So, I’m curious – are you checking in?

How to Prepare for a Conference

I’m a conference junkie. Yup, I have the habit of going to conferences. These events are a great opportunity for networking, learning and gaining some new perspectives. As much as I love conferences, I don’t go to every conference out there. You’ve got to pick the events that relate to the work that you do or will be attended by your prospects and customers.

This week I’m preparing to go to Social Media Camp Victoria – a two day extravaganza of social networking experiences. I’m honored to be a speaker and am looking forward to learning from my fellow presenters including Jay Baer, Amber Naslund, Callan Rush, Sean Moffit, Rebecca Coleman and many others.

Given I could put “Conference Goer” on my resume, I’ve experimented with what to do and take. After lots of blisters, useless notes, dead batteries and some wicked headaches, I’ve figured out what works. Read on if you want a better conference experience:

A couple of weeks ahead, check how many business cards you have on hand. Plan to bring 250 cards with you. You won’t use them all but it’s better to have too many than too few. If your stock is low, order more now. Even if you don’t have a business you still need a card. Simple black type on crisp white card stock is fine. You can order them from Staples or Office Depot or your local print shop for a quick turnaround. Having a card makes it easier for the people to find you again after the conference.

Make a packing list of all the computer technology you want to bring with you. Do you need your cel phone? A laptop / Netbook/ iPad? What about chargers? Peripherals like external speakers or a wireless mouse? What about microphones or headsets? Don’t forget batteries and a power bar. The list should include the gear you want in your conference bag and the stuff you’ll need in your hotel room.

Cameras are another biggie. Are you planning to take photos or shoot some video? Then decide which cameras to pack. Is a simple point & shoot enough or do you need a digital SLR? Are you shooting video on your iPhone or creating something higher quality with a Kodak PlayTouch or a Flip? Again, what batteries or chargers do you need? How many memory cards will you pack? And bring your own tripod if you need one.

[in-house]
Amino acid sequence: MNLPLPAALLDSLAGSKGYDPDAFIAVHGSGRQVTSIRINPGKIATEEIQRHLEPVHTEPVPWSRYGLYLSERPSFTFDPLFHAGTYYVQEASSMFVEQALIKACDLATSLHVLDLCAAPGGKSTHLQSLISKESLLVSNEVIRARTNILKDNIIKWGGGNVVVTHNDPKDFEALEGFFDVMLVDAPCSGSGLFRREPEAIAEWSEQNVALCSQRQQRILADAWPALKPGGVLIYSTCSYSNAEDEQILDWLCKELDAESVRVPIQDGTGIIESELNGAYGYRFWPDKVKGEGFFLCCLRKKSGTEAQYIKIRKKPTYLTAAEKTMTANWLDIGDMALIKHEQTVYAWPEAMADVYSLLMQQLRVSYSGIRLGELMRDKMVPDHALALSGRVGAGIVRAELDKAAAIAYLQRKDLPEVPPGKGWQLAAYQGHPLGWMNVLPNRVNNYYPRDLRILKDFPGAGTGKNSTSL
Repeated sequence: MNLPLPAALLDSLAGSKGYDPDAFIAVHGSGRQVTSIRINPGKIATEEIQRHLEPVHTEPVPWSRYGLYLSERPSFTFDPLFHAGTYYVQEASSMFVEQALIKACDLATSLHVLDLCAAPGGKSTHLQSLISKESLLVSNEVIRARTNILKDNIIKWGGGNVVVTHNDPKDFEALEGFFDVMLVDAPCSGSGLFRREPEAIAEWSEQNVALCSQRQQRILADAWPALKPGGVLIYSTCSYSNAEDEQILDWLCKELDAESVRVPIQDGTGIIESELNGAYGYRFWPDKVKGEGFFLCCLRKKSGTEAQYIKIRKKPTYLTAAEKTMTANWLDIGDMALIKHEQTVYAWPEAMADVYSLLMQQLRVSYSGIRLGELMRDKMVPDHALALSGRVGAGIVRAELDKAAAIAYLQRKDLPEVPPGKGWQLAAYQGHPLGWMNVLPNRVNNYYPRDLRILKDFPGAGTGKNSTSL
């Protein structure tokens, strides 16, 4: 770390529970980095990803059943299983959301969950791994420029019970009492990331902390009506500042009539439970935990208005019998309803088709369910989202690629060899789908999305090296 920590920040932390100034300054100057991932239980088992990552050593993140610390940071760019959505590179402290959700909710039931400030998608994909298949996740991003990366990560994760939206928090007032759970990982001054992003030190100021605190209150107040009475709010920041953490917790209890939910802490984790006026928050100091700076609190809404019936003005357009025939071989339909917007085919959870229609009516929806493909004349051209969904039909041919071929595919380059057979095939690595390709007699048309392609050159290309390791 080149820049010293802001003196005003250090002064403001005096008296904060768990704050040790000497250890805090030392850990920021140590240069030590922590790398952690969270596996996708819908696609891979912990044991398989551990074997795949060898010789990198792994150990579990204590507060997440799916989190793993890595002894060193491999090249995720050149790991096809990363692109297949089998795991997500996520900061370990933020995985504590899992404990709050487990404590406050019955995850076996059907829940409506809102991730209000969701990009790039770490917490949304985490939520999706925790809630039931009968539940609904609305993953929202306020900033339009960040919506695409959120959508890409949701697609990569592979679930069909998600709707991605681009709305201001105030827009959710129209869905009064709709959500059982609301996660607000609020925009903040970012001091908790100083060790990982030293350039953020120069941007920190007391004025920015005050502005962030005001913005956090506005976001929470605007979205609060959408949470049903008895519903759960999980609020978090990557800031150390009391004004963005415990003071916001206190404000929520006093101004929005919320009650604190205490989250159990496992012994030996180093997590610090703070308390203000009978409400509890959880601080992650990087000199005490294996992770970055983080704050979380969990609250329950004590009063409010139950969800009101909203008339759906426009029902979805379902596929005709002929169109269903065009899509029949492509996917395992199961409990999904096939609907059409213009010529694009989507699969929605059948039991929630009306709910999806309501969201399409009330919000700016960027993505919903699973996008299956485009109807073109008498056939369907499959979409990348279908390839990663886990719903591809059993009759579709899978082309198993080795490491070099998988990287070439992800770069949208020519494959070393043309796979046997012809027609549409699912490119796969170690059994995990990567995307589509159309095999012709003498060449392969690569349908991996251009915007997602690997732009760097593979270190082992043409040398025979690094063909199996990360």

You know that TV show “What not to Wear?” Keep that in mind as you pack for a conference. There are some practical considerations – the time of year, the weather and the geography. A sunny summer day at a ranch venue requires jeans and a hat whereas as a June day in a conference centre requires business casual attire including a shawl, light jacket or cardigan just in case the air conditioning’s on full blast. Beyond the practical, try to figure out the style of the conference – social media conferences tend to be more casual (not sloppy) compared to hospitality shows, for example.

Separate from the clothes on your back, I implore you to pack comfy shoes. Flats, sandals or nice walking shoes are essential for you to keep on trucking around the conference. Wear runners if that works for you but please leave the smelly trail run sneakers at home for sake of those who have to sit next to you!

Take a look at at the speaker list – who do you already know? What blogs can you add to your RSS reader? Who should you follow on Twitter or fan on Facebook? If you haven’t already, get reading and start connecting.

Study the conference schedule. Are there concurrent sessions? Make some decisions about what you’d like to attend before you arrive but be flexible enough to go anywhere on the day. Make your selections a blend of topics you already know and challenge yourself to learn something new.

Thanks for reading this far … the folks over at Social Media Camp are posting a companion blog with 7 more tips to help you enjoy the event. Carry on reading here.

What tips can you share to thrive at a conference?